From Death to Resurrection
Pastor in Bethlehem PA
“Say nothing until the Son of Man is risen in you.
Much truth has been recovered recently regarding the Cross
and its pervasive work in the life of a true disciple. Jesus,
during His earthly walk, saw His ministry charged with the
working principle of the Cross. His ministry came to its fullest
revelation as He was caught up in Glory in the Mount of Transfiguration
(Luke 9:29), but even here it was necessary for Him to allude
to the work of the Cross in His life.
Satan has leveled his guns on the precious working of the
Cross in the life of the believer. He uses false doctrines,
teachings and various excesses to mitigate this truth and
cause us to seek some easier Kingdom of God. But there is
encouragement in knowing that apart from all the religious
din and clamor of our day, the Lord continues to bring forth
a people who desire to hear His truth and know His voice.
With this same urging of the Spirit that drew Jesus and His
disciples to Jerusalem, the Lord leads us in the forming of
His image and purpose in our lives through the fullness of
the power of the Cross. This is the same power of the Cross
that Paul knew: “That we may know Him, and the power
of His resurrection, and the fellowship of His sufferings
. . .” (Phil. 3:10).
This is for the disciple who understands that he must die
to his “self” life and that he must allow Christ
to bring him from life to death to life again. The integrity
of the Cross is not just the perpetuation of death. For a
disciple of Jesus, resurrection life eventually must become
unmistakably his possession. After Jesus came forth from the
grave, He persistently came into their presence until they
all knew that He lived (John 20:28). As surely as alpha begets
omega, those who thoroughly embrace the notion that sin must
be crucified through identity with the Cross, will live again
and know a quality of life they never knew existed before.
When Jesus descended from the Mount of Transfiguration with
Peter, James and John, He had already begun to underscore
for them the truth of where He was going and what He had to
do. But in all of His teachings concerning His upcoming death,
He never told them about the Cross apart from the resurrection.
At the Mount of Transfiguration there was a foretaste of what
was to come when they saw the manifest glory of God as Jesus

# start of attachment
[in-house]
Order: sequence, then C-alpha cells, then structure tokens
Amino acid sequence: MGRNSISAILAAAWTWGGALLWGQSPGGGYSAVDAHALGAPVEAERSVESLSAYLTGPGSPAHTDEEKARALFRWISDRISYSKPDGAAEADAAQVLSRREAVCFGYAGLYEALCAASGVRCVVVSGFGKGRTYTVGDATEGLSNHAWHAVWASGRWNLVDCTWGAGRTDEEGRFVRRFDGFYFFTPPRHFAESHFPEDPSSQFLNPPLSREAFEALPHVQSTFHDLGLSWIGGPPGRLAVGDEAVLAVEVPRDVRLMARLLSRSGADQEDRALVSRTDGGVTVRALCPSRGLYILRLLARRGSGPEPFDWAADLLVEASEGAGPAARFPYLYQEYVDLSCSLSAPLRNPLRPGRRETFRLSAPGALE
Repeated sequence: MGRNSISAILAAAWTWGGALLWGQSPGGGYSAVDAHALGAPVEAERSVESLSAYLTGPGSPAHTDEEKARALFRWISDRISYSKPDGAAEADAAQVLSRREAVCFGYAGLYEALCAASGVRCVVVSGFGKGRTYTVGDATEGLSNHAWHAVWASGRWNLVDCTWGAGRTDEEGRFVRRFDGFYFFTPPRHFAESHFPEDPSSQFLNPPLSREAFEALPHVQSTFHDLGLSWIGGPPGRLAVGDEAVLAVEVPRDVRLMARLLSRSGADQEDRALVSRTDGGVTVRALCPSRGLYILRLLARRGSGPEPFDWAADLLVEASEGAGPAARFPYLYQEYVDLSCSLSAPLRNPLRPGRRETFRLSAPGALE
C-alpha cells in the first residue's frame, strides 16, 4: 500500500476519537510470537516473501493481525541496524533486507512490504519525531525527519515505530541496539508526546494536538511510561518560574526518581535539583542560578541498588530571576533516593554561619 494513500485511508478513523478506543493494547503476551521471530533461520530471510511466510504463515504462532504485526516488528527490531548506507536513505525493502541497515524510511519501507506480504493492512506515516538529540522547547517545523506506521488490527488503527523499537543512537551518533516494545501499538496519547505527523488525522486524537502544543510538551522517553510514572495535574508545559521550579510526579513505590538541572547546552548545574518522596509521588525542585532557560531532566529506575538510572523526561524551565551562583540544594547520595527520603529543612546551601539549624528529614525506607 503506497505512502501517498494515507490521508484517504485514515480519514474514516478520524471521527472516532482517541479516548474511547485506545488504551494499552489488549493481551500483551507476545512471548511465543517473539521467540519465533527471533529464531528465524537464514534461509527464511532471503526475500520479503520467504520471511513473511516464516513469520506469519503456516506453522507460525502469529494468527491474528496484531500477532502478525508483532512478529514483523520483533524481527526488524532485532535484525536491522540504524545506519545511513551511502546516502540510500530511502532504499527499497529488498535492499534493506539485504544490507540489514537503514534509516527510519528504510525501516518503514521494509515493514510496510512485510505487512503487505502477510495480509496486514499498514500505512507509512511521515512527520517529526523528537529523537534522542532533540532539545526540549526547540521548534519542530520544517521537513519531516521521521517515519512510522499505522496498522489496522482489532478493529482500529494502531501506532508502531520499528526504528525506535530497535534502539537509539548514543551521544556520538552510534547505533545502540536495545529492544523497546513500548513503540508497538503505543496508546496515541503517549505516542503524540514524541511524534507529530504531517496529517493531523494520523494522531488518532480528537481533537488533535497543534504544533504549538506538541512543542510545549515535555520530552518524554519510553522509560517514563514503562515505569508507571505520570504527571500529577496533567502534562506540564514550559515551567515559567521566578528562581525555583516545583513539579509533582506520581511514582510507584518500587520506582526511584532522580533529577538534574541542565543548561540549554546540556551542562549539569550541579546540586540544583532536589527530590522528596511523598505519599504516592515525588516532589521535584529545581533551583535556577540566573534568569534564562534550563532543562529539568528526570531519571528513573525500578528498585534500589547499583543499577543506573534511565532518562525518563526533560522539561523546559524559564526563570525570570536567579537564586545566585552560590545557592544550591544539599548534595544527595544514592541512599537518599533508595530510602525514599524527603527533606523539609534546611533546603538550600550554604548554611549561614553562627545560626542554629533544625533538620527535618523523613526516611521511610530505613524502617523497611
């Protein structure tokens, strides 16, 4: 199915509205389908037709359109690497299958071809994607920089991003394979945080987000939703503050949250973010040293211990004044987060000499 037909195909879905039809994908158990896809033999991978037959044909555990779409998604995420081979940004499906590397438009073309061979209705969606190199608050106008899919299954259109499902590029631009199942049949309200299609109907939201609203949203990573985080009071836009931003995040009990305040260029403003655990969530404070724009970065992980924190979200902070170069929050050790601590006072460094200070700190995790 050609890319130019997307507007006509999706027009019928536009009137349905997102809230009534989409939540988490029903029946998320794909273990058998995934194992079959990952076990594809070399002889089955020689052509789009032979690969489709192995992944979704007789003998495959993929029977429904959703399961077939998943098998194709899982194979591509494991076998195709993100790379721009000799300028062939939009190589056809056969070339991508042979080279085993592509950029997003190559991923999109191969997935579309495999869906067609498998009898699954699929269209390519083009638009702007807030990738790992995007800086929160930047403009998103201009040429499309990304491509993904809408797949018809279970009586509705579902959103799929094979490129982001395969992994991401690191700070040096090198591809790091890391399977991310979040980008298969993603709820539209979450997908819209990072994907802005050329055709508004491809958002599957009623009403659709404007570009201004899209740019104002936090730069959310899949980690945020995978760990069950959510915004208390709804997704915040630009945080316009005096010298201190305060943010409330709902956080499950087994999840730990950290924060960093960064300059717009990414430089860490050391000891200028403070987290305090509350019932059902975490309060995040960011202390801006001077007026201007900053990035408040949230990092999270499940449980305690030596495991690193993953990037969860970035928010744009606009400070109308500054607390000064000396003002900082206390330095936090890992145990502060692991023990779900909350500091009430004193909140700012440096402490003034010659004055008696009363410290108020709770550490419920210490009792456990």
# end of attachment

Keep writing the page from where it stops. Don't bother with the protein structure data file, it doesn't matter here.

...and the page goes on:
was unveiled in their midst. But Jesus warned them “.
. . that they should tell no man what things they had seen,
till the Son of Man were risen from the dead,” (Mark
9:9). He did not want them to go forth and testify to a perception
of the truth of God which was not yet formed in their lives.
Jesus knew as He set His face like a flint toward Jerusalem,
that there was to be more dying there than His own. Each apostle’s
conviction, and love for his Lord would be shaken to the bone.
When Jesus carried the apostle’s sins to the Cross,
He also carried every ambition they had for the kingdom, and
all these dreams died with Him.
In spite of the many times Jesus had taught His disciples
concerning His death and resurrection, His death seemed to
be a disaster to them. Later, when He presented the disciples
with resurrection they still found it difficult to believe
that He was not dead, along with the promise, vision and the
will of God for their lives. Now these things were raised
up with Him into a new realm. They were formed in the lives
of the disciples and ultimately culminated in a manner beyond
their wildest dreams. Only fifty short days beyond the time
of death and despair, they began doing what their master had
done. Now, they could begin to tell men “what things
they had seen” with authority, for “the things
they had seen” were now formed in them. They were no
longer enamored with a memory, or a theory. They could testify
to the resurrection life that was now within them.
When Jesus was raised from the dead to resurrection life,
the life that came with Him was different than the life which
went with Him to the Cross. A whole new order of living became
a reality—a life as different from the old as the seed
is from the tree (I Cor. 15:37). The subtlety of resurrection
life is that flesh does not recognize it. This is because
it is glorified life, and flesh does not recognize the glory
On resurrection morning we find Mary Magdalene at the empty
tomb; inconsolable and empty. Jesus’ body is gone; her
companions and the disciples have left her in wonderment and
disillusionment. Even two angels cannot seem to shake her
from the apparent circumstance. Mary would have been satisfied
with a corpse, with the shell of what once was, with the dead
vestiges of the glory (John 20:15). In her faithfulness to
what had been, she could not peer into the glory that was
now set before her. But mercifully, the Shepherd called her
name and in a moment, in a flash of warmth and revelation,
she recognized Resurrection Life.
At first it is difficult to recognize resurrection life.
It may even seem more like death. Crucifixion is public, but
resurrection is private, emerging from the loneliness of a
tomb. But we can say this: the gift of the revelation of new
life is given to those who have nothing left of themselves
to loose. It is given to those who would simply know His voice
anywhere, in any circumstance. There may have been those at
the empty tomb who knew Jesus “better,” knew Him
longer, or knew more about Him. But Mary knew His voice.
God is forming a people who are no longer “astonished”
at the tombs of their lives (Luke 24:12), or muddled somewhere
between death and life. May we, by His grace, be a people
who, having the death of Christ applied to our experience,
come forth, “in the likeness of His resurrection”
(Rom. 6:5). May our death with Christ lead us on to resurrection
life with Him.